Jess Lee, co-founder and CEO of Polyvore, speaks at the Fortune Most Powerful Women Next Gen Summit on Dec. 2, 2015.
Photograph by Stuart Isett
By Anne VanderMey
December 2, 2015

Before Jess Lee became a CEO, she planned to be an engineer. After studying computer science at Stanford, she got a call from a Google recruiter who convinced her to stray from the engineering path and try product management at the company instead. But even before that, she’d considered a different option: comic book artist.

Lee spoke at Fortune’s Most Powerful Women Next Gen conference in San Francisco on Wednesday about her path from budding childhood artist in Hong Kong, to CEO of shopping site Polyvore—which Yahoo acquired this year for $230 million. Her trajectory is a kind of case study for how quiet people attracted to typically solitary professions (drawing, engineering) can make it in the bravado-laden world of management. Here, a few pointers:

For life

The best advice she got, Lee said, came from Marissa Mayer when Lee considering taking a job at Google. Mayer said her own favorite choices had come when she followed the more difficult road. “’Are you learning, are you growing, are you challenging yourself?’” Lee recalled Mayer asking. “I always define my career in terms of that.”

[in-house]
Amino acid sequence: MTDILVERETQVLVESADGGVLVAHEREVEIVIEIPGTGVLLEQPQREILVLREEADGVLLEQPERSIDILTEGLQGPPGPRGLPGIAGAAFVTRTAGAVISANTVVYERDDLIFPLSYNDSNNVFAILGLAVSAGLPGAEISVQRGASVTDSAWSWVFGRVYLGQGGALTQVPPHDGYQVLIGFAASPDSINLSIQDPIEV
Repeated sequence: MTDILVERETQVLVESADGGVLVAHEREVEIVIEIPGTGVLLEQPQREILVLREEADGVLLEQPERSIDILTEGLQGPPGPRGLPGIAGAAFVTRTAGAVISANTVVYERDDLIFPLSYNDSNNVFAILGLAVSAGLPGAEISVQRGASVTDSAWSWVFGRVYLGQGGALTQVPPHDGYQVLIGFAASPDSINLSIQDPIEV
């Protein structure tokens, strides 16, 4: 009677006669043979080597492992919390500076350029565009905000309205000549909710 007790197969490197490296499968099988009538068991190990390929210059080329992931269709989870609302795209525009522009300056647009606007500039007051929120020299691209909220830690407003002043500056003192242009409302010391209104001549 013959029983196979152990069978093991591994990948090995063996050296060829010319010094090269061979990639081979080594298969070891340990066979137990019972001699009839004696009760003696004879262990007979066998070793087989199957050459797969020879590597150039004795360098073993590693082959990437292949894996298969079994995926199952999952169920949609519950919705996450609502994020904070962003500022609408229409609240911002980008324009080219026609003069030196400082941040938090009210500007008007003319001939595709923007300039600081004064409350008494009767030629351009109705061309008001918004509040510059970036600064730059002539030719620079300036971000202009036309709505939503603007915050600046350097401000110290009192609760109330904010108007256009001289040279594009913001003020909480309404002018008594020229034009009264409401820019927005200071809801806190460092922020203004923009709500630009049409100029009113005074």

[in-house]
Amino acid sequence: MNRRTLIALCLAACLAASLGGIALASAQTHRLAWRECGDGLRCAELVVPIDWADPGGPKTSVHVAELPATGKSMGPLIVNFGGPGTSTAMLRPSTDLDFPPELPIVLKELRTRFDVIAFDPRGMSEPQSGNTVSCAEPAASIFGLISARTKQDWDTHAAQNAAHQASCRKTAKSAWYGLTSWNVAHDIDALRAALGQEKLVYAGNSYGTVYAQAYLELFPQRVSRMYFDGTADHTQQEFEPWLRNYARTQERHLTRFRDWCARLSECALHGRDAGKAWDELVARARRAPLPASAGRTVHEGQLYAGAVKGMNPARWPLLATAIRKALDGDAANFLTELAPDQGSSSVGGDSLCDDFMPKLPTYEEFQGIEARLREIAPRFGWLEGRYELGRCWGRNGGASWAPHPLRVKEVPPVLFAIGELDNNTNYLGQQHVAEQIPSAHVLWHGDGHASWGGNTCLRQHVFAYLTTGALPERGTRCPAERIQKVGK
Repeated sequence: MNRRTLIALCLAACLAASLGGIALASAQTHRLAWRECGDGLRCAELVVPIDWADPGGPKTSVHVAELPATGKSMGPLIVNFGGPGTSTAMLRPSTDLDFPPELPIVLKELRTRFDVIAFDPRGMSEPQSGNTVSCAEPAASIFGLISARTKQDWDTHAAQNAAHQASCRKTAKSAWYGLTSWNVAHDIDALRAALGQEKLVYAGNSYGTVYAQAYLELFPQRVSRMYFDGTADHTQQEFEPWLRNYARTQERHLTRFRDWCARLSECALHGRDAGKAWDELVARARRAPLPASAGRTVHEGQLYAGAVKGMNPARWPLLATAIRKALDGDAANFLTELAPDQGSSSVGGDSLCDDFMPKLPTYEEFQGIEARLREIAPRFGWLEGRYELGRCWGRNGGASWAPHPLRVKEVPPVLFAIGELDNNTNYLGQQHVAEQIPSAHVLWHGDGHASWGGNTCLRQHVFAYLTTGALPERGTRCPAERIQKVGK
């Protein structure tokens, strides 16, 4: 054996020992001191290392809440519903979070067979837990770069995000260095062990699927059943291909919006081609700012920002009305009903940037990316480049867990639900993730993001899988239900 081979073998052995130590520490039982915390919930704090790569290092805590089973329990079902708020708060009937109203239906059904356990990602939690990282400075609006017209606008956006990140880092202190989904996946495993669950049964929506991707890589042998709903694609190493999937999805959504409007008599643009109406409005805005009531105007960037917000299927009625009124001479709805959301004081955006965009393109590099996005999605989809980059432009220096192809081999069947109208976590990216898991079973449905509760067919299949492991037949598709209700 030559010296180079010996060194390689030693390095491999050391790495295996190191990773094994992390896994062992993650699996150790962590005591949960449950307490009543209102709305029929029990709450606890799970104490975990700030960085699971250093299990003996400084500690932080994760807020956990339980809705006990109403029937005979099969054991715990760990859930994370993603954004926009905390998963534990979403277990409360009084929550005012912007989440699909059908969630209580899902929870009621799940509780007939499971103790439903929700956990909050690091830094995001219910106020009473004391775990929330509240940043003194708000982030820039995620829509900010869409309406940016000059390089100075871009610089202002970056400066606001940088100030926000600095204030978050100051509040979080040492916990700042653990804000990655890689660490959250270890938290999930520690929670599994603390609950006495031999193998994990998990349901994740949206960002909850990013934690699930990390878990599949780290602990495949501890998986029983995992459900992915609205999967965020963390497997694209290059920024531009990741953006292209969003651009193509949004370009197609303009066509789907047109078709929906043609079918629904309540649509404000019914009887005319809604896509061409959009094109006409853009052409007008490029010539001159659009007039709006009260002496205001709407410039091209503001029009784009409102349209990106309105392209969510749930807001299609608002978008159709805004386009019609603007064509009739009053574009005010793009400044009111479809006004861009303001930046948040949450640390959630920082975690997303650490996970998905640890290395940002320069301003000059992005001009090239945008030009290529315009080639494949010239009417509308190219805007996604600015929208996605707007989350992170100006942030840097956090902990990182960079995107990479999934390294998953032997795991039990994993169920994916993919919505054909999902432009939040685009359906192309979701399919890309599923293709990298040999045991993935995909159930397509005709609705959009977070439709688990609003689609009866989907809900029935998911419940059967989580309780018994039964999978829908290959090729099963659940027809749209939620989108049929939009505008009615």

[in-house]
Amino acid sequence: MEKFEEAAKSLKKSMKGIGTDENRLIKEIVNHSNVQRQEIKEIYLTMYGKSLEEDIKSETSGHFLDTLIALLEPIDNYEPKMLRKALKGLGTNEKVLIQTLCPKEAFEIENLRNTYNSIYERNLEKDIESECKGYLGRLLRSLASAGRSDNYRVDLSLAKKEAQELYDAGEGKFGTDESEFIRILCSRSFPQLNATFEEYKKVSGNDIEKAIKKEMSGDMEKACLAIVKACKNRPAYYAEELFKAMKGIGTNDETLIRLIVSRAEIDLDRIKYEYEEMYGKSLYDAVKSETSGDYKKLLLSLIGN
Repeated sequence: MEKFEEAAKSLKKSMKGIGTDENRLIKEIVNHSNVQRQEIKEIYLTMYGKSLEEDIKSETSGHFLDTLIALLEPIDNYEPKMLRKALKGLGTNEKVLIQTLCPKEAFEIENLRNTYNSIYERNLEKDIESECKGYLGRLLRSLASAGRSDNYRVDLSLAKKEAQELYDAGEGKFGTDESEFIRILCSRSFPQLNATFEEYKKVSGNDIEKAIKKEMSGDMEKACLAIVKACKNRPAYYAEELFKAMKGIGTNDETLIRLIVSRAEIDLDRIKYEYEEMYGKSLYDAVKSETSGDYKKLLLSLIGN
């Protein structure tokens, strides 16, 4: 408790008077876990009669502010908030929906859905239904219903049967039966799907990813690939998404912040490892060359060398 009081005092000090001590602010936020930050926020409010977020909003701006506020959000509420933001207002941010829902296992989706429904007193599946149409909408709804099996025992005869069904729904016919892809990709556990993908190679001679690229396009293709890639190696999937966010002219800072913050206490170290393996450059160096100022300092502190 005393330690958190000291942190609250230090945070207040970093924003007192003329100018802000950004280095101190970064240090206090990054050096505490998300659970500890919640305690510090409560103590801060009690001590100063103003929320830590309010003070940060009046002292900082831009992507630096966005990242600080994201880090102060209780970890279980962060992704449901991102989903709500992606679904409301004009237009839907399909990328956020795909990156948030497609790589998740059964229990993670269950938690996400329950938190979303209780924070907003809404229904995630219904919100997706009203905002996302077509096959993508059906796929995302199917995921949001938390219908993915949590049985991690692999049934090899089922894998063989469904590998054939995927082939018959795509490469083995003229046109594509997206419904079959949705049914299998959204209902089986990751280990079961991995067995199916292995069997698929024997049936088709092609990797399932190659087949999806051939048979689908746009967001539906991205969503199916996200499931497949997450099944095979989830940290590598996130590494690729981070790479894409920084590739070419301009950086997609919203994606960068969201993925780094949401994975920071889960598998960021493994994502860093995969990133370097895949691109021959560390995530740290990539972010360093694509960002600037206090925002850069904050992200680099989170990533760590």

For work

When she became CEO of Polyvore, the role brought new challenges. “It was actually kind of difficult for me to find the right leadership style,” Lee noted. The archetypal CEO is a great orator, she said, but “I’m more of an introvert and maybe a little awkward.”

So, she tried to play to her strengths. “What you see is what you get, I’m very transparent,” she said. “That helped engender a lot of trust.” And when it came time to do public speaking, she often tried to put the spotlight on her team instead, calling on them to present and do other events. And when presentations are a must: Visual aides help.

For conferences

As for the often stilted conference circuit, when looking for someone to talk to in a room full of people, “Don’t pick the group that’s really lively and already engrossed,” she said. “Pick the wallflower instead who doesn’t have anyone to talk to — like you.” Or even better, find a “connector”—the person in the room who loves introducing people.

Eventually, she says, you’ll make friends: “I have my certain conference buddies that I see all the time.” And then eventually, when you become the person at the conference people want to talk to, “pay it forward,” and be the person making the introductions for your fellow introverts.


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